Who's Afraid of Virginia Woolf? and Three Tall Women.

Essay by lolita76University, Bachelor's September 2003

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A reader reading Albee will not fail to notice tricks of language in operation; a more interesting analysis is to consider how the characters themselves are aware of language, of reading and being read, as a text, by other characters. Albee's plays, Who's Afraid of Virginia Woolf? and Three Tall Women, show the obsession with language and its functions, both good and terrifying. Who's Afraid of Virginia Woolf? is as much about censorship, the attempts to limit speech, as it is about playacting and generating through language. Three Tall Women, as a memory play, exposes language as the primary form of discovery. In both works, the characters engage language in ways that may begin lightly though never without meaning.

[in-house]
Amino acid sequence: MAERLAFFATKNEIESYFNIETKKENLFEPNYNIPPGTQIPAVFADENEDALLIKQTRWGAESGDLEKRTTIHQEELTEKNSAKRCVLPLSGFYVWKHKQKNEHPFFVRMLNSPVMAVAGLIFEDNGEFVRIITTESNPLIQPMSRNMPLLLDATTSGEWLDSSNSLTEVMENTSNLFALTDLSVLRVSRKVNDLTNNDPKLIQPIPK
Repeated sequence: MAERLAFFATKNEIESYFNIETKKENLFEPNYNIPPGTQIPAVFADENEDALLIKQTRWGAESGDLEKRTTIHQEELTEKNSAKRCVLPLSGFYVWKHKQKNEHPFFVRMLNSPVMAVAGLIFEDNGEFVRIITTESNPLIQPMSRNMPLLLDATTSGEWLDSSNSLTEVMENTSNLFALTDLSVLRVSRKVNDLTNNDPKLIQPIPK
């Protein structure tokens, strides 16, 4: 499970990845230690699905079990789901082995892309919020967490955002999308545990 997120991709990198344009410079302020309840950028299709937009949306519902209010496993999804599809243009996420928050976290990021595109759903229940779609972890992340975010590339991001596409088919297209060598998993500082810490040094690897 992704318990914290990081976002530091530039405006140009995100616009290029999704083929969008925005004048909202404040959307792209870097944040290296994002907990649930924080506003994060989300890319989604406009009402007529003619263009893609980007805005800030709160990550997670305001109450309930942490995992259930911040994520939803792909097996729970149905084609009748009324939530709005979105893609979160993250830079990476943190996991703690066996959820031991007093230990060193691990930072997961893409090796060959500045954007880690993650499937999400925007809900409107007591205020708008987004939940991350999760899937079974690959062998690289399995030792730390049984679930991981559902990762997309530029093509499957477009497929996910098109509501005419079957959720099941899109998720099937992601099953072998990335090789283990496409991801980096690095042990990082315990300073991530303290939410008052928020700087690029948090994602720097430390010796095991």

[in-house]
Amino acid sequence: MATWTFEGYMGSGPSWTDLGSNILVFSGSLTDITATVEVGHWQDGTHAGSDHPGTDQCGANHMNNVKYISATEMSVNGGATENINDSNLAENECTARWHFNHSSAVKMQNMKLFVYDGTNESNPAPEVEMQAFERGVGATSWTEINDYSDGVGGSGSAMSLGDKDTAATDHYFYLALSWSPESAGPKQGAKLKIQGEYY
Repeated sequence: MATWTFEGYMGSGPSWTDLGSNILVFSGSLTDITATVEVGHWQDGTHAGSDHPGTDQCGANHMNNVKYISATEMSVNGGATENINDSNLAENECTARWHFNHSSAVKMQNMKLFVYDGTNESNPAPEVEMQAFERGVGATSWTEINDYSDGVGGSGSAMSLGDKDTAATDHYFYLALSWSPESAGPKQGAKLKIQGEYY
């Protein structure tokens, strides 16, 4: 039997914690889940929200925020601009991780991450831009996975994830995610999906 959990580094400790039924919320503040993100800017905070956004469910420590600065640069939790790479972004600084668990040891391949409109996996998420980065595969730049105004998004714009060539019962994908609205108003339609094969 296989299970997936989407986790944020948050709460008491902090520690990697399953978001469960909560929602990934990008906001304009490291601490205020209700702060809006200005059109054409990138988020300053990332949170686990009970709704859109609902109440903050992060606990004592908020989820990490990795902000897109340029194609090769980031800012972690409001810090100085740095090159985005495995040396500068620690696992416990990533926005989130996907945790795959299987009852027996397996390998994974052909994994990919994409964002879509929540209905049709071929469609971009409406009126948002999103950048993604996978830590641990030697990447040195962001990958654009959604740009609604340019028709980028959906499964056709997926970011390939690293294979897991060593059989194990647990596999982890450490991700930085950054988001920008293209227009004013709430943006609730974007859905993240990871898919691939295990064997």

Who's Afraid of Virginia Woolf?, to begin with, takes its title from a pun, seemingly not a very meaningful one, unless we read it as a reversal of the traditional children's tale and acknowledge that a female has substituted for the male monster.

But if we accept the idea of the pun as betraying "the hidden wish of words," then we are thrown into a world where every verbal choice matters whether we understand it or not. Indeed, by entering the house with George and Martha, we enter exactly this world, and the word play begins instantaneously and relentlessly. A faintly remembered, unanchored phrase enters Martha's mind - "What a dump!" - and she will not rest, or let George rest, until she locates it in time and place (3). A conflict immediately opens based on how each perceives the other's mode of communication at the party from which they are returning. Martha accuses George of passivity, of sitting around and talking rather than mixing, and George counters, "Do you want me to go around all night braying...